Six Impossible Things Before Breakfast



When Alice asked the White Rabbit, How long is forever?
He replied, Sometimes just one second.


Inside the warehouse, fluorescent lights glare down on miles of cooling ducts and bright bundled wires that snake across the floor. Lab coated professors and postdocs swarm over the enormous machinery looming at the center of the room. The whole place hums with bridled power. 

I walk past the suits and generals standing on the observation platform, and cross the broad yellow caution strip on the floor to stand by Paul who hovers over the empty pod like an expectant father. “Good morning, bunny.”

He turns to me and smiles, taking both my hands in his. “Good morning, Dr. Jackson, you’re late.” I nod and he winks, “You ready to go down the rabbit hole?”

My given name is Alice, and it’s a running joke around here because I am about to get very, very small. 

“You’re shaking,” he says. He’s made an effort to look presentable, though his fresh lab coat is already rumpled.

“I’m OK,” I assure him though my voice trembles. “I’m ready.”

Paul helps me climb into the time machine. The pod looks like a transparent egg with a single bucket seat. 
“God, I missed you last night,” he says low, so no one else can hear. I look at the stubble on his chin, the dark circles under his eyes. It’s all come down to this moment. “A kiss for good luck?”

I tilt my head toward the small crowd of spectators. “Let’s wait until I come back before we call your reputation for objectivity into question.”

He smiles, “Deal.”

The top closes over me and seals with a quiet hiss. I’m shaking hard now. I close my eyes and concentrate. Long, slow breaths.

The theory is that time travel might be possible if we can figure out how to get small enough. The world only appears solid to the most casual gaze. Look at anything through a microscope and smooth surfaces reveal wrinkles and yawning crevasses. The smaller you are the more porous everything becomes. This is true of time as well. If Paul’s time machine can make me small enough, the current of time that carries us all inexorably forward will break up allowing me to drift through the eddies.

Outside, Paul retreats and the machines wind up. My heart races. I’m dizzy, then weightless. Light diffuses and the shapes in the room disperse as the pod shrinks, then floats lazily through the hyper-local spacetime in the warehouse. Scintillating microscopic wormholes wink into and out of existence in the twilight dimness. A nearby one pulls me through with a bright flash. I hold my breath, but the pod is intact and I am whole. The objective is to prove that I can go and return; the hope is that the elaborate chronograph strapped to my wrist will show that I have moved sideways through time. Since it doesn’t matter where I go exactly, any road will get me there. After months of preparation, I relax at last, sit back and watch the indistinct shapes and colors shimmering in a curious jiggling vibration. Gorgeous and utterly alien. I’ll never be able to describe it to Paul.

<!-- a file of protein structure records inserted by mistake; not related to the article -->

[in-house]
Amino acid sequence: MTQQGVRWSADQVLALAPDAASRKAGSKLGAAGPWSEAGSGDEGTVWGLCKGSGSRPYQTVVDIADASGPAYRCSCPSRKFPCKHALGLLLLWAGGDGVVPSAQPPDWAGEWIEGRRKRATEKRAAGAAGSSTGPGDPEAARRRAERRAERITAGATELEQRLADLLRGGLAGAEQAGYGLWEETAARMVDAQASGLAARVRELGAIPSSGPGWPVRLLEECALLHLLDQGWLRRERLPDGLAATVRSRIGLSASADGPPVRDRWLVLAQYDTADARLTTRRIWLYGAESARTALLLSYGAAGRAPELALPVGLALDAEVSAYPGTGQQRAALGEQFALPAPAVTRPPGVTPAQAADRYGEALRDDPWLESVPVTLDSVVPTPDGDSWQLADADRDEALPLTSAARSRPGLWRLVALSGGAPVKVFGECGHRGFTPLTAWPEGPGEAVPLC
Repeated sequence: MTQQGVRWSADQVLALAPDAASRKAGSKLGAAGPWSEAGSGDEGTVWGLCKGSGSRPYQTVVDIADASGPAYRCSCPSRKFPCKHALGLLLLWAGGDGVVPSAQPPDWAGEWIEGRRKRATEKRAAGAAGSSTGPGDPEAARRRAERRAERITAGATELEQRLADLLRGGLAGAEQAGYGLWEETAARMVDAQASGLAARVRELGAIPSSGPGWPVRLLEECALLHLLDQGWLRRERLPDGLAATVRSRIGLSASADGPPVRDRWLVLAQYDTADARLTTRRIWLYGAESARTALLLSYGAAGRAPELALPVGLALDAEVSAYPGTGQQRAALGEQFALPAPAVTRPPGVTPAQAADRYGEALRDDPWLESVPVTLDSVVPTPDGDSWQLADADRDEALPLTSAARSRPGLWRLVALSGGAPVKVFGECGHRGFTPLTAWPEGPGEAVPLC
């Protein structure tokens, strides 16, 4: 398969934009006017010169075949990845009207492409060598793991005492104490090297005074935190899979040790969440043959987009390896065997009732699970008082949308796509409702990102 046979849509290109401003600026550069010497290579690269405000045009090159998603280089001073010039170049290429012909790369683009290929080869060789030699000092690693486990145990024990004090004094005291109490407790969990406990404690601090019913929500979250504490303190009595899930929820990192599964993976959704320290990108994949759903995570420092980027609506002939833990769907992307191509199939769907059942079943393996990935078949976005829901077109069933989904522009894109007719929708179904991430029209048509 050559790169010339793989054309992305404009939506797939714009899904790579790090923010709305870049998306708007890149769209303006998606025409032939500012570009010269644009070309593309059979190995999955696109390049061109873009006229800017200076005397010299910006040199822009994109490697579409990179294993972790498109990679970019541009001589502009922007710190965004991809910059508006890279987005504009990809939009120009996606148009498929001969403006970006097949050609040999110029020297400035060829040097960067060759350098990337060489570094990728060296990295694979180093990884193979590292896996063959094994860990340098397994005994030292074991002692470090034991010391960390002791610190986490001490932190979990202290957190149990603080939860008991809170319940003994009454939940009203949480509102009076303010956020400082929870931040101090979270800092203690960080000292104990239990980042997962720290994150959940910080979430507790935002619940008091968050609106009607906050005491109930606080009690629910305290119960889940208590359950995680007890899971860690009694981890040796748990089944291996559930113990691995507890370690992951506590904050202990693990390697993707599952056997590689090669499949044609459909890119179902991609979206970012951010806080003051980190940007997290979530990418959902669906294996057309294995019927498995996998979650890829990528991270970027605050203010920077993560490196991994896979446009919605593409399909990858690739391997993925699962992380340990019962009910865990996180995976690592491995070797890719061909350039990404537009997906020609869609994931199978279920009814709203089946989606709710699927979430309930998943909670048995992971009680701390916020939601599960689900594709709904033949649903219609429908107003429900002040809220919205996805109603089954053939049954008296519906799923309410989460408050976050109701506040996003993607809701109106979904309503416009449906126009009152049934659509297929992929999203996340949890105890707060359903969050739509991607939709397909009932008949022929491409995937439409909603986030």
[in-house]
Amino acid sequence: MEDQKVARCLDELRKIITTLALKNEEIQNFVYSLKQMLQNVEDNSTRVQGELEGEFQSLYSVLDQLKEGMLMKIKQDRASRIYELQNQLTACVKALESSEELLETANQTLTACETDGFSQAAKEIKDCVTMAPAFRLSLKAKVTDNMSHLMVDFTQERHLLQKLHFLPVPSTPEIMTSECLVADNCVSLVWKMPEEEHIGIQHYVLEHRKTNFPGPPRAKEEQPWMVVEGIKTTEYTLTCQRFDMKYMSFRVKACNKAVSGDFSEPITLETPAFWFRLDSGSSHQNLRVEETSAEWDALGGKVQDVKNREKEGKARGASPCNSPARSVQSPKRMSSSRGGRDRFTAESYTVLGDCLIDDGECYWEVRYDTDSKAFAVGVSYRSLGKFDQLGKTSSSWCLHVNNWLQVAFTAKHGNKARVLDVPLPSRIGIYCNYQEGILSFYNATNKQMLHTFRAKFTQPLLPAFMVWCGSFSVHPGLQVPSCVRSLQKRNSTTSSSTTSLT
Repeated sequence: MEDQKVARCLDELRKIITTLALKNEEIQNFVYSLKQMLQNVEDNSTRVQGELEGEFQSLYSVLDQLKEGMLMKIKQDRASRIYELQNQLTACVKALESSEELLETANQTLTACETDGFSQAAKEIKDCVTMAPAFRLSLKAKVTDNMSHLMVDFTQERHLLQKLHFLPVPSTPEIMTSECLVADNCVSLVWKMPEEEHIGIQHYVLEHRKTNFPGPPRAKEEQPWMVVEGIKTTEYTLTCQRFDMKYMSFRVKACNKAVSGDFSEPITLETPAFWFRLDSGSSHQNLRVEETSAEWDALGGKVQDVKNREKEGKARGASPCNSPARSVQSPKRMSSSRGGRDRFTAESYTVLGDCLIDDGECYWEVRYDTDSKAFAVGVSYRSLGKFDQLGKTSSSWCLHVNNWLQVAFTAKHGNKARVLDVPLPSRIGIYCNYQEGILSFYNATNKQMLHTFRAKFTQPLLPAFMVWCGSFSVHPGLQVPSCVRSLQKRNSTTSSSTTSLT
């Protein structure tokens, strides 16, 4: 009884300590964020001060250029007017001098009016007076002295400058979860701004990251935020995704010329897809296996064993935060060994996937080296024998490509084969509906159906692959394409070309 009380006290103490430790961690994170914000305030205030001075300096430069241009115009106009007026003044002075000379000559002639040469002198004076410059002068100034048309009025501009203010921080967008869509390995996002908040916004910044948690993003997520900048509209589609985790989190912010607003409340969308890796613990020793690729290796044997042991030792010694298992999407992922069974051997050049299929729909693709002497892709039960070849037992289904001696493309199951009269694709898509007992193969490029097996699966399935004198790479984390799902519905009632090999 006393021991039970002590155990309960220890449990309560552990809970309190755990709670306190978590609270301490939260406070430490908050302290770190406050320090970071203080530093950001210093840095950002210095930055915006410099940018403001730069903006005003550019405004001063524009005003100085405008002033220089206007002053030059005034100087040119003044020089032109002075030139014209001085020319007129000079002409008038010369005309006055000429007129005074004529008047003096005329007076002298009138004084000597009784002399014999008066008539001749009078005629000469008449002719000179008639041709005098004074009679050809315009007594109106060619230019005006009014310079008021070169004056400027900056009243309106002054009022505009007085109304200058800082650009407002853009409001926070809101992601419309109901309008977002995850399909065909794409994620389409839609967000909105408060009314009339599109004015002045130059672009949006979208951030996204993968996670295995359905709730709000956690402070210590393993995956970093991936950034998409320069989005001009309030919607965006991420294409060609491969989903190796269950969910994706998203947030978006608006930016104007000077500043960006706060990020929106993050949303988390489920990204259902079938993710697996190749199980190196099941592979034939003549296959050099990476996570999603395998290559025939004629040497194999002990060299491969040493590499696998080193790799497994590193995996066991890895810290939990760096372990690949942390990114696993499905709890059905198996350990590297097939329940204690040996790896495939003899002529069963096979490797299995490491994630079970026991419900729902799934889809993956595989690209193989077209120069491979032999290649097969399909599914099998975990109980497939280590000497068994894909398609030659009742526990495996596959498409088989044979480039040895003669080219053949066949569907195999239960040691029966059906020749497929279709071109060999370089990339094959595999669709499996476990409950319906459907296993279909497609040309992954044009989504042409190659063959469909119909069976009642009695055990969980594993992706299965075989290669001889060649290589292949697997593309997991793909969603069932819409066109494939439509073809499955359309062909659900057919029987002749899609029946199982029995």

Other specks of light appear dotting the darkness. I lean forward squinting at one of the bright spots, and my breath catches. Another egg-shaped pod drifts toward me. I press my hand against the curved hull. The other Alice does the same as we pass each other, her expression just as surprised as I imagine mine must be. 

The controls consist of a single button labeled “Return.” I hit it and the pod slowly changes direction. Dozens of pods swim through the darkness. Dozens of Alices. I’m shaking again. As the minutes tick by on my chronograph, I keep trying to figure out where, exactly, I’ll be returning to. 

Then Paul is hauling me out of the pod and we’re clinging to each other. Tears roll down his cheeks. Everyone’s eyes are on us. He mouths, I love you.

“Paul?” is all I can say in response. Which Paul is this? Which universe?

He grabs my wrist and looks at the chronograph. “My God,” He marvels. His eyes search mine. “For us, the pod was gone for a less than a minute!” He holds my arm up like a prize fighter and shouts, “Two hours, forty-six minutes, eighteen seconds!” The postdocs whoop. There is a round of applause from the suits and generals. “How do you feel?”

“A little lightheaded, probably because I skipped breakfast.”

His eyes cloud with concern. “Are you sure you’re OK?”

I lay my hand on the rough stubble of his cheek and his face blurs. “Paul,” I say – because he is Paul. 

He is a Paul. 

“Can you go again? Go and come right back, just to show the peanut gallery that it’s repeatable, then I’ll take you out for breakfast. I believe champagne will be in order!”

I blink the tears back and smile. “For you, I’ll go.” 

He helps me back into the pod, then bends down and gives me a quick kiss before sealing it. 

The air inside the capsule is oddly fresh. Just hours ago, I’d left our apartment to drive alone through the moonless night on a road that bisected the desert. Moving through space and time like an arrow. I’d rolled the windows down. There is a certain smell just before the sun rises to heat the sand and drink up the dew the night air has secreted under the rocks and agave spikes.

The machines wind up, and I’m drifting again among all the other glimmering pods. We gaze at each other, some Alices smile, wave. Fellow travelers lingering in this wonderland for a few moments more before we return to our warehouses, our deserts. Here we have all the time in the world. All our Pauls and our infinite breakfasts and bottles of Champagne will wait for us.